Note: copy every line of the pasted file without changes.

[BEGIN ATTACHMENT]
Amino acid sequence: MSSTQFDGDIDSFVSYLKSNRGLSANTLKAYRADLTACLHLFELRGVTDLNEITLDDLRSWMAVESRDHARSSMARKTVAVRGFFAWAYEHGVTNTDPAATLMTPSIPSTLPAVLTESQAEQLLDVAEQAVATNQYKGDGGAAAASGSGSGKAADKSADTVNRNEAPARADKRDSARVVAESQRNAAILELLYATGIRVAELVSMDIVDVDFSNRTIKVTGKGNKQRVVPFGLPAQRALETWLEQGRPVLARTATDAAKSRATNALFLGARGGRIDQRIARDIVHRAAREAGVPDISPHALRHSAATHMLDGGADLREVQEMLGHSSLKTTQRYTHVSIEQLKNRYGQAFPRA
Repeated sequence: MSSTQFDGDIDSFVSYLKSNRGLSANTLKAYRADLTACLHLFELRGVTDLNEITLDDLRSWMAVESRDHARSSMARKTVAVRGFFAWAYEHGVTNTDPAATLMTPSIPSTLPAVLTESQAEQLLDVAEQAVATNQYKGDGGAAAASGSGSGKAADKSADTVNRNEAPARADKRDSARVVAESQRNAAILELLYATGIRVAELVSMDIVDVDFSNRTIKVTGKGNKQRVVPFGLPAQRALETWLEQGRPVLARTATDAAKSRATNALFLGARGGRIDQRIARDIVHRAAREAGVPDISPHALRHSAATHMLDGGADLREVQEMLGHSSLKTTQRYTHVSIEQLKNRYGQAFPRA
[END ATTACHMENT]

Amino acid sequence: MSSTQFDGDIDSFVSYLKSNRGLSANTLKAYRADLTACLHLFELRGVTDLNEITLDDLRSWMAVESRDHARSSMARKTVAVRGFFAWAYEHGVTNTDPAATLMTPSIPSTLPAVLTESQAEQLLDVAEQAVATNQYKGDGGAAAASGSGSGKAADKSADTVNRNEAPARADKRDSARVVAESQRNAAILELLYATGIRVAELVSMDIVDVDFSNRTIKVTGKGNKQRVVPFGLPAQRALETWLEQGRPVLARTATDAAKSRATNALFLGARGGRIDQRIARDIVHRAAREAGVPDISPHALRHSAATHMLDGGADLREVQEMLGHSSLKTTQRYTHVSIEQLKNRYGQAFPRA
Repeated sequence: MSSTQFDGDIDSFVSYLKSNRGLSANTLKAYRADLTACLHLFELRGVTDLNEITLDDLRSWMAVESRDHARSSMARKTVAVRGFFAWAYEHGVTNTDPAATLMTPSIPSTLPAVLTESQAEQLLDVAEQAVATNQYKGDGGAAAASGSGSGKAADKSADTVNRNEAPARADKRDSARVVAESQRNAAILELLYATGIRVAELVSMDIVDVDFSNRTIKVTGKGNKQRVVPFGLPAQRALETWLEQGRPVLARTATDAAKSRATNALFLGARGGRIDQRIARDIVHRAAREAGVPDISPHALRHSAATHMLDGGADLREVQEMLGHSSLKTTQRYTHVSIEQLKNRYGQAFPRA